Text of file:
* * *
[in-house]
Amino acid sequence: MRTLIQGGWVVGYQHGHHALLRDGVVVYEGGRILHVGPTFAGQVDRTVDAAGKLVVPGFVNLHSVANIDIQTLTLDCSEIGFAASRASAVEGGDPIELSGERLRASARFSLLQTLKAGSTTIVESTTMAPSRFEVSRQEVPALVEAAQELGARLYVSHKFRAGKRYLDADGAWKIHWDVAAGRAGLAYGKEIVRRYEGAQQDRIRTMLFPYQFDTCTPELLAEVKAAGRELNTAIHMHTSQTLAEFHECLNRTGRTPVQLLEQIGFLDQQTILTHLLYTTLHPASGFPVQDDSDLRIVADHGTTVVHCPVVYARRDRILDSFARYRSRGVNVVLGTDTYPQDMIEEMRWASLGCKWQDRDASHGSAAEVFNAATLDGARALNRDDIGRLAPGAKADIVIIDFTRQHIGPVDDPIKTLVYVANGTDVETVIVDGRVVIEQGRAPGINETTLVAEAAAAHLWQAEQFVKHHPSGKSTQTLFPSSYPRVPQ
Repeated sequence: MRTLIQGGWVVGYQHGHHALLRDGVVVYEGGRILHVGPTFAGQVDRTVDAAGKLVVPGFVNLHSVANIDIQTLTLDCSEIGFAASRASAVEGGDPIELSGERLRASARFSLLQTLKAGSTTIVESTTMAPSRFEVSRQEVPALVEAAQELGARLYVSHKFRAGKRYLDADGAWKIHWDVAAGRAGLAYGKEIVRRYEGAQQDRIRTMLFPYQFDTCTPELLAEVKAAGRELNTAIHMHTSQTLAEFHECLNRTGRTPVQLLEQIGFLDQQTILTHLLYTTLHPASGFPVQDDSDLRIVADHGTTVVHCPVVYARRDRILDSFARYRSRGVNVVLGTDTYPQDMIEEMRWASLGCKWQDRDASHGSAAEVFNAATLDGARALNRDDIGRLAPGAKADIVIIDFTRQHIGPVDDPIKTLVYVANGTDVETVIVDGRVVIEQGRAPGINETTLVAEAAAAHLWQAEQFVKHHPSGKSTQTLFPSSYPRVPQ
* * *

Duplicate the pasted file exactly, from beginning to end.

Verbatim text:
[in-house]
Amino acid sequence: MRTLIQGGWVVGYQHGHHALLRDGVVVYEGGRILHVGPTFAGQVDRTVDAAGKLVVPGFVNLHSVANIDIQTLTLDCSEIGFAASRASAVEGGDPIELSGERLRASARFSLLQTLKAGSTTIVESTTMAPSRFEVSRQEVPALVEAAQELGARLYVSHKFRAGKRYLDADGAWKIHWDVAAGRAGLAYGKEIVRRYEGAQQDRIRTMLFPYQFDTCTPELLAEVKAAGRELNTAIHMHTSQTLAEFHECLNRTGRTPVQLLEQIGFLDQQTILTHLLYTTLHPASGFPVQDDSDLRIVADHGTTVVHCPVVYARRDRILDSFARYRSRGVNVVLGTDTYPQDMIEEMRWASLGCKWQDRDASHGSAAEVFNAATLDGARALNRDDIGRLAPGAKADIVIIDFTRQHIGPVDDPIKTLVYVANGTDVETVIVDGRVVIEQGRAPGINETTLVAEAAAAHLWQAEQFVKHHPSGKSTQTLFPSSYPRVPQ
Repeated sequence: MRTLIQGGWVVGYQHGHHALLRDGVVVYEGGRILHVGPTFAGQVDRTVDAAGKLVVPGFVNLHSVANIDIQTLTLDCSEIGFAASRASAVEGGDPIELSGERLRASARFSLLQTLKAGSTTIVESTTMAPSRFEVSRQEVPALVEAAQELGARLYVSHKFRAGKRYLDADGAWKIHWDVAAGRAGLAYGKEIVRRYEGAQQDRIRTMLFPYQFDTCTPELLAEVKAAGRELNTAIHMHTSQTLAEFHECLNRTGRTPVQLLEQIGFLDQQTILTHLLYTTLHPASGFPVQDDSDLRIVADHGTTVVHCPVVYARRDRILDSFARYRSRGVNVVLGTDTYPQDMIEEMRWASLGCKWQDRDASHGSAAEVFNAATLDGARALNRDDIGRLAPGAKADIVIIDFTRQHIGPVDDPIKTLVYVANGTDVETVIVDGRVVIEQGRAPGINETTLVAEAAAAHLWQAEQFVKHHPSGKSTQTLFPSSYPRVPQ